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The Immunotherapy debate rolls on! Back to Listings

20 Jan

Immunotherapy drugs, which harness the power of the body’s immune system, are showing great potential as treatments for several types of cancer.  And with the untimely death of award winning writer and restaurant critic, AA Gill in December 2017, the treatment has been widely discussed and debated in the national media. AA Gill’s final Sunday Times article gave an honest account of his treatment, detailing how the NHS could not give him a potentially life-extending cancer treatment – immunotherapy.

In addition, a news round-up of this exciting and innovative avenue of research was recently released by Cancer Research UK as part of Channel 4’s Stand Up to Cancer campaign.

Much of this promise of immunotherapy has come from drugs that reveal cancer cells to our immune cells, allowing them to attack what they previously couldn’t see.

But while some patients respond well to these treatments, they don’t work for everyone. And for those patients that do respond, these drugs can have nasty side effects.

Thanks to funding from Stand Up To Cancer, researchers funded by CRUK are developing new experimental drugs that stop cancer cells being masters of disguise.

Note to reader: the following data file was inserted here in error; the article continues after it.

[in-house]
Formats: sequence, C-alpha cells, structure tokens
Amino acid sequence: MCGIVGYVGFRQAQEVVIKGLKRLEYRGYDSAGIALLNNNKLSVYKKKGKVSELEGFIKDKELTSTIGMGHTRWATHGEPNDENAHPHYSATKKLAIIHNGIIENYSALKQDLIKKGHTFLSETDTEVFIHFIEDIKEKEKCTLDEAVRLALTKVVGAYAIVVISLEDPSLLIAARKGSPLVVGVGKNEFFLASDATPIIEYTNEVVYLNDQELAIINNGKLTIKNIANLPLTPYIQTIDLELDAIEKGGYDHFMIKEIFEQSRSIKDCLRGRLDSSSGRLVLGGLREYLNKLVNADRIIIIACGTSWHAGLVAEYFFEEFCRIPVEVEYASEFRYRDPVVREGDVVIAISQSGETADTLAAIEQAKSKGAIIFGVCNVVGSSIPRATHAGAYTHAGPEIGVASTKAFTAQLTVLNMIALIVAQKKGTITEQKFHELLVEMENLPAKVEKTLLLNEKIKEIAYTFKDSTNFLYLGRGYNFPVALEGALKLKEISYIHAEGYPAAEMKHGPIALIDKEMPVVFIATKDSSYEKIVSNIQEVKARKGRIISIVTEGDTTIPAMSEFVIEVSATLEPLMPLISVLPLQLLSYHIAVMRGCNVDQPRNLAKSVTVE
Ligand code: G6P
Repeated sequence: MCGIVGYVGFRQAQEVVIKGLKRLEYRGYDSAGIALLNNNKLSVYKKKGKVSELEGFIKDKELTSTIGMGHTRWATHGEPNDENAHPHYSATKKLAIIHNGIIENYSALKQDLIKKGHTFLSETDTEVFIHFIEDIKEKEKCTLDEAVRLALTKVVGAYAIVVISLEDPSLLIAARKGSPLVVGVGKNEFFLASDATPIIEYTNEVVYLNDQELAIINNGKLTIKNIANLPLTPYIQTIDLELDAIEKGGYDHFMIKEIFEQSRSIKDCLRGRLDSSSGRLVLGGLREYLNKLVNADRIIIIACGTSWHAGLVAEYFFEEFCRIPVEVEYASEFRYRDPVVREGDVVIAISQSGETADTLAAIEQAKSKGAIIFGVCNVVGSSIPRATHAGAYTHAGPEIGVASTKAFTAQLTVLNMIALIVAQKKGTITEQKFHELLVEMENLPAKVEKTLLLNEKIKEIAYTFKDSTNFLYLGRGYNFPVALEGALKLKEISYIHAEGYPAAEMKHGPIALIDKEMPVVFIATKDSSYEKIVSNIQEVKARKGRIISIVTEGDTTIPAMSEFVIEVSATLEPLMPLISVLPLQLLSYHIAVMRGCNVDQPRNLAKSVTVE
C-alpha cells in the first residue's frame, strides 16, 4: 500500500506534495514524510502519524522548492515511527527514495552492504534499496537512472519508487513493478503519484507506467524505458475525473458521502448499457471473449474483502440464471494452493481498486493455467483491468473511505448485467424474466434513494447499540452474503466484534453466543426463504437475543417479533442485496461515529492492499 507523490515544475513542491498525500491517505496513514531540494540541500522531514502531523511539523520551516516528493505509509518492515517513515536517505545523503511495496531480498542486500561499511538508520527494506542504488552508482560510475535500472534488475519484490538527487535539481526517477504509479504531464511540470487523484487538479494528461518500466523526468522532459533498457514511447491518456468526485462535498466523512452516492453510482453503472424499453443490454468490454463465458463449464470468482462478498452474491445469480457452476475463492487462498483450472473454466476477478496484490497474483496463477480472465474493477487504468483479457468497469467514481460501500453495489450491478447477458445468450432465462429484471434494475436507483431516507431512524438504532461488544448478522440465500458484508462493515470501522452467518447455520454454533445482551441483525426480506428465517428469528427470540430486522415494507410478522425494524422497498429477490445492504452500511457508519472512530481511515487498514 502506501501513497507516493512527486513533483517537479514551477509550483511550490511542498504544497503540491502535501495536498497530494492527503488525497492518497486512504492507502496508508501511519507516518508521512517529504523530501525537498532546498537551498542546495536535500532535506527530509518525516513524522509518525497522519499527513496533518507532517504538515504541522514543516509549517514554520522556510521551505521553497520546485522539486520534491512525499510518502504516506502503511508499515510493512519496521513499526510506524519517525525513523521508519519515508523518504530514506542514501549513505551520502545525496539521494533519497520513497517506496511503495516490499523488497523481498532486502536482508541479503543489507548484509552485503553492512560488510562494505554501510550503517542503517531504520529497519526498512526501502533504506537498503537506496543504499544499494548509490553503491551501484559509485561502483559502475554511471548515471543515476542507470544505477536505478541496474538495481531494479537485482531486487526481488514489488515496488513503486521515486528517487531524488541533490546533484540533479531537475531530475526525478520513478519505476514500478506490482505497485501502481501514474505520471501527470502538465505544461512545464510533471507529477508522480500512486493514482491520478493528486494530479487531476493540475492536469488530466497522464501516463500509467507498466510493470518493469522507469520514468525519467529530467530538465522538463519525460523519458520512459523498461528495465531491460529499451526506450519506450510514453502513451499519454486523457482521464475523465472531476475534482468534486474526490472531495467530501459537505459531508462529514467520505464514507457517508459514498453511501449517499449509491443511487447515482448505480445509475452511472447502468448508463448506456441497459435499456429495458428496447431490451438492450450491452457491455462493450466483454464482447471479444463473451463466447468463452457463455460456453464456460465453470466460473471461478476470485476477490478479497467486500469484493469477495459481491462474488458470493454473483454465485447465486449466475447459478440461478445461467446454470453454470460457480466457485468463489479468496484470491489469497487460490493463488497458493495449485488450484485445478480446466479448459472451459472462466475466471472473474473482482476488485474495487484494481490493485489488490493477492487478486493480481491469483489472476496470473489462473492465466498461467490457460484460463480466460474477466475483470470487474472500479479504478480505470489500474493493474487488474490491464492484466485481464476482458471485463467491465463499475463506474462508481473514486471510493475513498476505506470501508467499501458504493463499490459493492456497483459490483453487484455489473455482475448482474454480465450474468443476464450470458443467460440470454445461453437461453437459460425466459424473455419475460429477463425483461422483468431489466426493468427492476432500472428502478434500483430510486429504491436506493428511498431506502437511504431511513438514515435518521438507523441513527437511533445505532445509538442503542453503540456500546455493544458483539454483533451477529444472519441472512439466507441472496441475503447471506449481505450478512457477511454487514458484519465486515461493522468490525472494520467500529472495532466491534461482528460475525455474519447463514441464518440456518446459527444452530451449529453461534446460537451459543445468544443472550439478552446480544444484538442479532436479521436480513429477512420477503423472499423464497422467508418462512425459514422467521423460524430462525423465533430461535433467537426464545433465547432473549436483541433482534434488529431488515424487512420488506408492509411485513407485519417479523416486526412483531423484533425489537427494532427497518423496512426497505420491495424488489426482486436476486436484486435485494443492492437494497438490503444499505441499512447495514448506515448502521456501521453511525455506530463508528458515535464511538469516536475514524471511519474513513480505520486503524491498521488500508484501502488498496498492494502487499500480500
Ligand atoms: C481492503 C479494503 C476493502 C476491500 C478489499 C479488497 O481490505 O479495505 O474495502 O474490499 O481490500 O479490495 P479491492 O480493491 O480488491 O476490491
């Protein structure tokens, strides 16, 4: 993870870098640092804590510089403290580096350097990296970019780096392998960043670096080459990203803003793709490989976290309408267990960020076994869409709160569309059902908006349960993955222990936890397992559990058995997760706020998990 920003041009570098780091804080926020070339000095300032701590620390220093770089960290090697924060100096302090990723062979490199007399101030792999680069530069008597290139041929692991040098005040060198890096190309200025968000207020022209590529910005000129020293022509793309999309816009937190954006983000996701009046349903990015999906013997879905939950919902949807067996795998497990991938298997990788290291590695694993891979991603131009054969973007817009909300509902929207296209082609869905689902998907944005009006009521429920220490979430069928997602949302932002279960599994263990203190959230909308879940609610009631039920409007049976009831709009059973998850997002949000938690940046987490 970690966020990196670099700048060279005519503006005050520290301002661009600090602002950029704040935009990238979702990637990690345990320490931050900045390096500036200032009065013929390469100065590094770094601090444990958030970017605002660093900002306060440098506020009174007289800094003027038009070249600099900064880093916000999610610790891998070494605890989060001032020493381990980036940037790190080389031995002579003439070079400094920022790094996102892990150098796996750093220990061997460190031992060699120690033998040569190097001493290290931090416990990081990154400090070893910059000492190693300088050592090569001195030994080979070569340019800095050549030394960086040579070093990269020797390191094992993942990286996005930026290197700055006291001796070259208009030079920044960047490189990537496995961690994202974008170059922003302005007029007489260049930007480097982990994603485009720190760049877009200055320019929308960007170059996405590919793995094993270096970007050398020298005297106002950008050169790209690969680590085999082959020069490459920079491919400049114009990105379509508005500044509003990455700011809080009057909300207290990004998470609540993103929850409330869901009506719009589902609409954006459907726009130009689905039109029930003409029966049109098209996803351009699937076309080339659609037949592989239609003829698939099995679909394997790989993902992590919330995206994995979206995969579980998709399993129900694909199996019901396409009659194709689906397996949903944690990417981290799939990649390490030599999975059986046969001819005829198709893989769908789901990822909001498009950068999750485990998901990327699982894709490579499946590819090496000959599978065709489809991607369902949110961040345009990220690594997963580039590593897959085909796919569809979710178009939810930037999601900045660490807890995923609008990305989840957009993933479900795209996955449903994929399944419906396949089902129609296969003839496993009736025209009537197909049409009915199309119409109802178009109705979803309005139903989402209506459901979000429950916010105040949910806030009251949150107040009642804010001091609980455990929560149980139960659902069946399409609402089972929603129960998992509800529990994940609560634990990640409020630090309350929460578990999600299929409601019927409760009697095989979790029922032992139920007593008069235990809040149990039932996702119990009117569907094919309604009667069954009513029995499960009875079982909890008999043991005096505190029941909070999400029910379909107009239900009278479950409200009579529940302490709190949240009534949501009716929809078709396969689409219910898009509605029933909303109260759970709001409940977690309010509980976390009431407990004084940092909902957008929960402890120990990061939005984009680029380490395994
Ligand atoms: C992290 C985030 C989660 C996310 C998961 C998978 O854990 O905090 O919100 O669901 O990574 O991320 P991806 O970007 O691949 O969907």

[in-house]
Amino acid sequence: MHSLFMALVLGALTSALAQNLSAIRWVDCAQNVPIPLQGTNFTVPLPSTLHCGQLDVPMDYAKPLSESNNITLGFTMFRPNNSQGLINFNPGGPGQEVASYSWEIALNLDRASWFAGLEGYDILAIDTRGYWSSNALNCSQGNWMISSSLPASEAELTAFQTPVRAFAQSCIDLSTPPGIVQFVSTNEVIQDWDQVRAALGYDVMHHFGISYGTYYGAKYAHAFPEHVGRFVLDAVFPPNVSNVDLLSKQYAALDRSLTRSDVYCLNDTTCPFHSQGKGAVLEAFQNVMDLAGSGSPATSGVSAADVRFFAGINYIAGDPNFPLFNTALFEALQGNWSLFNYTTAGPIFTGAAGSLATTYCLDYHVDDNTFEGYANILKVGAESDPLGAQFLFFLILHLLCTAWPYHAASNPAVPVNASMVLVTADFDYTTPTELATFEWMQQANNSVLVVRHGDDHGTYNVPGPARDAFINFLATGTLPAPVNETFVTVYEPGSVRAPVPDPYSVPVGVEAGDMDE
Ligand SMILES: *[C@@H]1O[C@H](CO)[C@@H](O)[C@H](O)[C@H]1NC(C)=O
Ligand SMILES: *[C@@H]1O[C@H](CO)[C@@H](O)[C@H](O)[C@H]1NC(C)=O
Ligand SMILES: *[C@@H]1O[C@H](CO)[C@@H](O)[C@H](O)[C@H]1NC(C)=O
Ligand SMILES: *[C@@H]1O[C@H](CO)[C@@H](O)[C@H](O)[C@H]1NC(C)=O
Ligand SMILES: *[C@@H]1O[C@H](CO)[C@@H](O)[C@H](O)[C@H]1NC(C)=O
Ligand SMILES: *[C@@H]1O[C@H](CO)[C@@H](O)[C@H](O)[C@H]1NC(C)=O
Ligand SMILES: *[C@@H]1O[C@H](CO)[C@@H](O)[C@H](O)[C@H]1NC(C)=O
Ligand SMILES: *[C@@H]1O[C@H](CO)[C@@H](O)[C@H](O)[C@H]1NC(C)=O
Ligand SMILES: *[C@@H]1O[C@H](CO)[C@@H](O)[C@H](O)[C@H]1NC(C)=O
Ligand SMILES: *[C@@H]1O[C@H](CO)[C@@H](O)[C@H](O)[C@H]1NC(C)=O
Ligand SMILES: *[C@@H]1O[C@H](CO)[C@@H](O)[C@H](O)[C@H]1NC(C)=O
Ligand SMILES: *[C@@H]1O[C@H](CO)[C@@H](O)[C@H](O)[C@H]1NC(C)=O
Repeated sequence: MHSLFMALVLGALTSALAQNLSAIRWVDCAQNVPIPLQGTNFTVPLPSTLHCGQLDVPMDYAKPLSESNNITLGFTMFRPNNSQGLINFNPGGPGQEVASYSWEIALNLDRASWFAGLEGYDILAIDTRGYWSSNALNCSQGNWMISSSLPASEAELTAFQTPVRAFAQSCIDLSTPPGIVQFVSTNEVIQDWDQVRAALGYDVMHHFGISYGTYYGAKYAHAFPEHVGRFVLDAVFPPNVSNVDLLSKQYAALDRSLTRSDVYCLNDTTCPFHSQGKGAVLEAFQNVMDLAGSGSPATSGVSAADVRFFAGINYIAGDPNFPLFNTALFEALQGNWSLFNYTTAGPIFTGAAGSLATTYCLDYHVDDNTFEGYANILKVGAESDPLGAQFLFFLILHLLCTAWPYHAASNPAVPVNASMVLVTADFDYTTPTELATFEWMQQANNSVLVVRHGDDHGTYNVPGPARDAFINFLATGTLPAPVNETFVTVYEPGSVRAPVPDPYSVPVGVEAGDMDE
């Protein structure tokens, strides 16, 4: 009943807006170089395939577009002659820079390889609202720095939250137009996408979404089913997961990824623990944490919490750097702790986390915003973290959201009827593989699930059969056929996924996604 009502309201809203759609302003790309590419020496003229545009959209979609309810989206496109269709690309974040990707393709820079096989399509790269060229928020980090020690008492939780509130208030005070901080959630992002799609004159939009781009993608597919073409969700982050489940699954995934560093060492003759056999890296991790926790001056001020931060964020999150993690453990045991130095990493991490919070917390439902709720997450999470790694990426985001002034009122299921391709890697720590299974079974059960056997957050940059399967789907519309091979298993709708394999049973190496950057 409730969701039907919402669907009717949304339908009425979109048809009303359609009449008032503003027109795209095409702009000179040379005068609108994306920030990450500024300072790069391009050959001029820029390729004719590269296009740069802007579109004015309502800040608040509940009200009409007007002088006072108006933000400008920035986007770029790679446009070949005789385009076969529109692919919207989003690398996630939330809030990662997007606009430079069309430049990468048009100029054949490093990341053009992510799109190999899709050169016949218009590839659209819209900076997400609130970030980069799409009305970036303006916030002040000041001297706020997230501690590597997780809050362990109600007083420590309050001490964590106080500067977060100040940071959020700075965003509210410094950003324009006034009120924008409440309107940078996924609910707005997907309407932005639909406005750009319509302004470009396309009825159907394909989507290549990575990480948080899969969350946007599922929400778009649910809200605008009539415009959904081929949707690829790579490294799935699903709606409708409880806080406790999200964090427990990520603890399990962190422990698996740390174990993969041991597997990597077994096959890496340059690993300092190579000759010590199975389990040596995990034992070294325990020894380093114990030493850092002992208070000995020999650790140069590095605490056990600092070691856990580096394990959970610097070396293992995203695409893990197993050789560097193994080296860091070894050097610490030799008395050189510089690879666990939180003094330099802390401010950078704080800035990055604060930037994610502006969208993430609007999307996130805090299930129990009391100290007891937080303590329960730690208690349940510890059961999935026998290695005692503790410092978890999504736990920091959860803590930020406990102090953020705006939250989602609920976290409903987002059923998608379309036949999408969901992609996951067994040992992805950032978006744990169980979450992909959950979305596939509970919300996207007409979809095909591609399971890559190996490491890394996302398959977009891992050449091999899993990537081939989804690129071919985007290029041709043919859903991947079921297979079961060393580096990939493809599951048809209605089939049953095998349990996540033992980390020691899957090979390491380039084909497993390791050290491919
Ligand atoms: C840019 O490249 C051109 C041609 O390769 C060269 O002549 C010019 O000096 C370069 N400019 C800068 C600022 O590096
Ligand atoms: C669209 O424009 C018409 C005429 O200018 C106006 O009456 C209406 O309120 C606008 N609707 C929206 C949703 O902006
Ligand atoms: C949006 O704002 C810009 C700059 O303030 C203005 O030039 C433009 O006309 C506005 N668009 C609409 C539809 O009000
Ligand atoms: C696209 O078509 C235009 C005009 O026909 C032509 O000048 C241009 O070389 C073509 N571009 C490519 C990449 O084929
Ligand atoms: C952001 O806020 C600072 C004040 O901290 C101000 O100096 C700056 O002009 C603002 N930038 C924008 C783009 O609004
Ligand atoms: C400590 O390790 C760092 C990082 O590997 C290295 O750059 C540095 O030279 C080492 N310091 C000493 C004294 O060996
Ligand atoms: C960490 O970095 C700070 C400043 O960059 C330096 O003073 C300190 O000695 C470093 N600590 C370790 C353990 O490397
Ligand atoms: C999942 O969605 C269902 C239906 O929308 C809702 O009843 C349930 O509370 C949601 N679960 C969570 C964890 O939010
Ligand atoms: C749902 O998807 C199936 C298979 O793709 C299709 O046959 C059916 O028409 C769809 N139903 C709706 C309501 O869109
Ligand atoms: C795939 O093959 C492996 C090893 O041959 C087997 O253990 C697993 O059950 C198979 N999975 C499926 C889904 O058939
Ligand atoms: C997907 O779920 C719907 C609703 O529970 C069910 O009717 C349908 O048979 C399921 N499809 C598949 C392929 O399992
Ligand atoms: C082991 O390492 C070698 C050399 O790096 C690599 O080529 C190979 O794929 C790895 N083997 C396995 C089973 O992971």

Our immune system is an immensely powerful defence against viruses and bacteria, and even cancer cells. But cancer cells can be crafty. They use certain molecules as a ‘cloak’ to disguise themselves from immune cells, tricking them into thinking they are normal cells, and not a threat.

One of the molecules that makes up the cancer’s ‘cloak’ is called PD-L1, which sticks to a protein called PD-1 on immune cells. Treatments have already been developed that stop PD-1 from sticking to the PD-L1 ‘cloak’, so the immune cells are no longer fooled by the cancer’s disguise.

The research team have also been using an experimental drug to block a molecule that helps make PD-1, called glycogen synthase kinase 3, or GSK3 and therefore kicking immune cells into action.

Researchers claim; “In mice, we found the immune cells became much more active when we blocked GSK3. The effect was much bigger than anything we had seen before so we were really excited!”

Now they have a drug that successfully stops PD-1 being made in mice, the next challenge is to see if the same occurs in people.

The journey to get drugs from the lab bench to the clinic takes time. While giving this drug to mice hasn’t caused any side effects yet, the next step is to make sure it’s safe for cancer patients.

Watch this space…

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